Rezoning request sets up conflict with land use plan – Coastal Observer


Rezoning request sets up conflict with land use plan

The property between Pawleys Creek and Highway 17 is shown as “conservation preservation” in the county’s future land use plan.

A request to change the zoning for property along Highway 17 in Pawleys Island will require designating the site for high density residential development even though it is proposed for a medium density project.

A series of lawsuits and an ongoing update to the land use element of Georgetown County’s comprehensive plan have highlighted differences between the land use goals and what the zoning ordinance allows. 

The zoning change that was up for review today by the Planning Commission underscores that. It is scheduled to be deferred after neighbors objected to the form of the change.

“I can assure you that we’re not going to support high density,” said Cindy Person, chief counsel for Keep It Green Advocacy, which has represented citizen groups and neighbors in four lawsuits over land use issues.

She is representing two adjoining property owners who oppose the zoning change.

The 19-acre tract is located between the Hammock Shops and the Village Shops. It includes 10.7 acres of marsh on Pawleys Creek that is zoned “conservation preservation.”

Another 5.1 acres is zoned “general residential.” The 3.2 acres along Highway 17 are zoned “general 

commercial,” and the owner, David Tanner, is asking the county to change that to residential.

A plan prepared by the Earthworks Group for RCB Land Holdings of Conway shows a 26-lot subdivision called Magic Oaks. 

The property was once owned by Reese Hart, a chemist, inventor and magician. He died in 1997 and is buried on the property next to his wife, who died in 1996.

Although the property contains three different zoning districts, the future land use maps that are part of the comprehensive plan show the entire site as conservation preservation. In order to rezone the commercial portion to residential, the county will have to change the future land use maps to high density.

“The proposed project and draft plans for 26 single-family lots meets density standards to be classified as medium density, but this is a straight rezoning, so if rezoned to GR it would possibly allow for high density development,” Matt Millwood, a senior county planning, wrote in a report to the commission.

The proposal works out to 3.13 lots per acre on the 8.3-acre residential portion. Anything over five units per acre is classified as high density. In addition, the general residential district allows multi-family as well as single-family units.

The solution to that problem is to create a “flexible design district,” said Person.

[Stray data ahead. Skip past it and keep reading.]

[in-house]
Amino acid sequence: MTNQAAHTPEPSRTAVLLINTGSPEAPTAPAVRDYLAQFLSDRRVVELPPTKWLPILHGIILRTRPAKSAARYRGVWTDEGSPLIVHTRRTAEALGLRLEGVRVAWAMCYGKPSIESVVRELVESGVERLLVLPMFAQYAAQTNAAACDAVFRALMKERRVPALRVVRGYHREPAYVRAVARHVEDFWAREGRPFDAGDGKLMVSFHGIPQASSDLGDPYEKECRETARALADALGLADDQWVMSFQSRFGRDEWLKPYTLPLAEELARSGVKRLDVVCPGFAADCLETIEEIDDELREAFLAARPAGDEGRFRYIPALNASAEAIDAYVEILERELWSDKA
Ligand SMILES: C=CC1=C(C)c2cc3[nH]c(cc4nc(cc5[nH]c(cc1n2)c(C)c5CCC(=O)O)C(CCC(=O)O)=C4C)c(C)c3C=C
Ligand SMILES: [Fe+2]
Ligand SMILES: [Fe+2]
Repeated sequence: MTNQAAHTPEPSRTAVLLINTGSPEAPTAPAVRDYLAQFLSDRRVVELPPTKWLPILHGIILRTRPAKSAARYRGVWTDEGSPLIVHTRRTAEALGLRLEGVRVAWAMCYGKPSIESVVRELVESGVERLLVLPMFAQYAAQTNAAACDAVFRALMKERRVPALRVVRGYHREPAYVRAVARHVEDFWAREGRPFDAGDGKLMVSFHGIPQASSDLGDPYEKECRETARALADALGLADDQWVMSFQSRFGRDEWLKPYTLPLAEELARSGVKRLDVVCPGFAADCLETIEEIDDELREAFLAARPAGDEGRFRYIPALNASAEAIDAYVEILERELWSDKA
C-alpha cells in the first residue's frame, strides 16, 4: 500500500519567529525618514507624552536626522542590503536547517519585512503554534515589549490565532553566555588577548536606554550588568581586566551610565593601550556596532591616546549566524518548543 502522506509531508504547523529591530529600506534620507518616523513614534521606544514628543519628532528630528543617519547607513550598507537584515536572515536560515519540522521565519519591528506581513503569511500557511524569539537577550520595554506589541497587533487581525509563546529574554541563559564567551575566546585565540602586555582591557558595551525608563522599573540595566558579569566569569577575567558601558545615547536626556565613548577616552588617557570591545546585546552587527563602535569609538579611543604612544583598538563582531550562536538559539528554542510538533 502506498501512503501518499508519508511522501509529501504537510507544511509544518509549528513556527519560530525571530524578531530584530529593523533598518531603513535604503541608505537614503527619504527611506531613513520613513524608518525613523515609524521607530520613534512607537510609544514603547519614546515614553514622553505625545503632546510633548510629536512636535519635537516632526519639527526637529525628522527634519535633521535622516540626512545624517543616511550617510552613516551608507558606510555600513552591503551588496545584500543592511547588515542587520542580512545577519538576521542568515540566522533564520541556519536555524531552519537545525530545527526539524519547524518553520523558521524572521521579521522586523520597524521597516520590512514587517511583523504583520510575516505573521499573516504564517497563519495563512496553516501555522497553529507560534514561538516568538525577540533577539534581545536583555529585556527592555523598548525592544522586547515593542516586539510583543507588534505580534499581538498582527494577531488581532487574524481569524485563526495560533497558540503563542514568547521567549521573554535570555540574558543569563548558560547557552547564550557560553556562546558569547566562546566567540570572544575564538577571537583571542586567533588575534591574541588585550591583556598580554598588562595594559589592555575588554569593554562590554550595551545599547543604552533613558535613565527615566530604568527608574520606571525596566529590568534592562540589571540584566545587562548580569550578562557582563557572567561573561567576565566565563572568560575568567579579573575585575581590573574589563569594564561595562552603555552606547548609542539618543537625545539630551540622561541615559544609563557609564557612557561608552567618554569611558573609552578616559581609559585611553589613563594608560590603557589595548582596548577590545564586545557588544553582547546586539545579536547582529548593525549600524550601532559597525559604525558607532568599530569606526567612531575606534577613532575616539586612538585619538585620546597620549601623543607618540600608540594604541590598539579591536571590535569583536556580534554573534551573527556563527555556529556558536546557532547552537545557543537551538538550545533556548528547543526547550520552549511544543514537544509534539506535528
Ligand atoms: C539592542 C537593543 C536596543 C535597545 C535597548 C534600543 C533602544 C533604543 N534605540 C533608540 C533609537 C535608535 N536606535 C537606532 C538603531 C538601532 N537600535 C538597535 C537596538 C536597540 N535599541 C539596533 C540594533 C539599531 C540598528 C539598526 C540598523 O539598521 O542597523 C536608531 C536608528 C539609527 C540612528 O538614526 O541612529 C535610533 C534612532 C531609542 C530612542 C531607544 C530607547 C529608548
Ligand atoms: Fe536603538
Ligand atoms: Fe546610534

That would ensure that the property is developed for single-family lots and specify the number of lots.

“We’re not against development as long as its medium or low density,” said Kathy Reid, who lives on Pawleys Creek just north of the property. “We’re against high density development.”

Beth Martin, who lives on they south side of the property, shares that concern and also questions the impact of any development on wetlands and drainage.

Person said she contacted Earthworks to propose that the request be amended.

Without a zoning change, single-family lots can still be developed on property in a general commercial zone, but the lots must have at least 10,000 square feet. 

The proposed plan for Magic Oaks shows lots as small as 8,400 square feet on the property up for rezoning.

If the zoning and future land use designation are changed, which requires three readings from County Council, the subdivision plan would also have to be reviewed by the Planning Commission for compliance with the development regulations.

A flexible design district would provide assurance to the neighbors, said Holly Richardson, the county planning director. 

Although that recommendation isn’t included in the staff report, “that lends itself to discussion,” she said.

The planning staff isn’t sure why the entire tract is shown as conservation preservation in the future land use maps. They didn’t find any deed restrictions that would support the classification.

“Only the acreage of salt marsh should be designated this way because a single-family house already exists on the uplands,” Millwood wrote in his report.

He suggested that it could be an error in the county’s GIS map.

With the rezoning no longer on the agenda and no other business at hand, the commission cancelled its meeting.

Update: This article was updated from the print edition when the request was deferred after press time this week.



Georgetown County Board of Education: First and third Tuesdays, 5:30 p.m., Beck Education Center. For details, go to Georgetown County Council: Second and fourth Tuesdays, 5:30 p.m., Council Chambers, 129 Screven St., Georgetown. For details, go to Pawleys Island Town Council: Second Mondays, 5 p.m. Town Hall, 323 Myrtle Ave. For details, go to   , .